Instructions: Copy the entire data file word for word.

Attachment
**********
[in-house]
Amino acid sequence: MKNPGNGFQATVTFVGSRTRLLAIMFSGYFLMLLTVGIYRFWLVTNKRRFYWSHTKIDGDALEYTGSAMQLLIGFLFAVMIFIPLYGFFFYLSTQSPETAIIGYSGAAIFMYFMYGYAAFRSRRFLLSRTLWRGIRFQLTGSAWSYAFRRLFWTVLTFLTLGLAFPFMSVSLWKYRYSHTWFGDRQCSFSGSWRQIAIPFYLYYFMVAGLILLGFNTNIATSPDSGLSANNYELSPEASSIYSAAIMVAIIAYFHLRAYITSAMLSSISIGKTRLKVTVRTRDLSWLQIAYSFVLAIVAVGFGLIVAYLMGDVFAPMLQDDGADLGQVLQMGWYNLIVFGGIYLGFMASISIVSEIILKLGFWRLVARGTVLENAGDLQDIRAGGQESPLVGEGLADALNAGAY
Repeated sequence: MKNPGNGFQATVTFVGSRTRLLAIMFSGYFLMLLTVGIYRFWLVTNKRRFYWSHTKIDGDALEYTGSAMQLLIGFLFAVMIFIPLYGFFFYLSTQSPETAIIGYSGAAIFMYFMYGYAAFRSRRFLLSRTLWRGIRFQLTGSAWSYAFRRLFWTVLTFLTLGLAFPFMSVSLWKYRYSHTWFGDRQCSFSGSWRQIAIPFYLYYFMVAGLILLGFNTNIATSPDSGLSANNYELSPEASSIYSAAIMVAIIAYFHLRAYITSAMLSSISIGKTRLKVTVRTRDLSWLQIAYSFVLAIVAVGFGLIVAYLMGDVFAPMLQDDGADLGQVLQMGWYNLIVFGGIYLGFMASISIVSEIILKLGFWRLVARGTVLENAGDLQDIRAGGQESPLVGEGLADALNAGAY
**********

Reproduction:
[in-house]
Amino acid sequence: MKNPGNGFQATVTFVGSRTRLLAIMFSGYFLMLLTVGIYRFWLVTNKRRFYWSHTKIDGDALEYTGSAMQLLIGFLFAVMIFIPLYGFFFYLSTQSPETAIIGYSGAAIFMYFMYGYAAFRSRRFLLSRTLWRGIRFQLTGSAWSYAFRRLFWTVLTFLTLGLAFPFMSVSLWKYRYSHTWFGDRQCSFSGSWRQIAIPFYLYYFMVAGLILLGFNTNIATSPDSGLSANNYELSPEASSIYSAAIMVAIIAYFHLRAYITSAMLSSISIGKTRLKVTVRTRDLSWLQIAYSFVLAIVAVGFGLIVAYLMGDVFAPMLQDDGADLGQVLQMGWYNLIVFGGIYLGFMASISIVSEIILKLGFWRLVARGTVLENAGDLQDIRAGGQESPLVGEGLADALNAGAY
Repeated sequence: MKNPGNGFQATVTFVGSRTRLLAIMFSGYFLMLLTVGIYRFWLVTNKRRFYWSHTKIDGDALEYTGSAMQLLIGFLFAVMIFIPLYGFFFYLSTQSPETAIIGYSGAAIFMYFMYGYAAFRSRRFLLSRTLWRGIRFQLTGSAWSYAFRRLFWTVLTFLTLGLAFPFMSVSLWKYRYSHTWFGDRQCSFSGSWRQIAIPFYLYYFMVAGLILLGFNTNIATSPDSGLSANNYELSPEASSIYSAAIMVAIIAYFHLRAYITSAMLSSISIGKTRLKVTVRTRDLSWLQIAYSFVLAIVAVGFGLIVAYLMGDVFAPMLQDDGADLGQVLQMGWYNLIVFGGIYLGFMASISIVSEIILKLGFWRLVARGTVLENAGDLQDIRAGGQESPLVGEGLADALNAGAY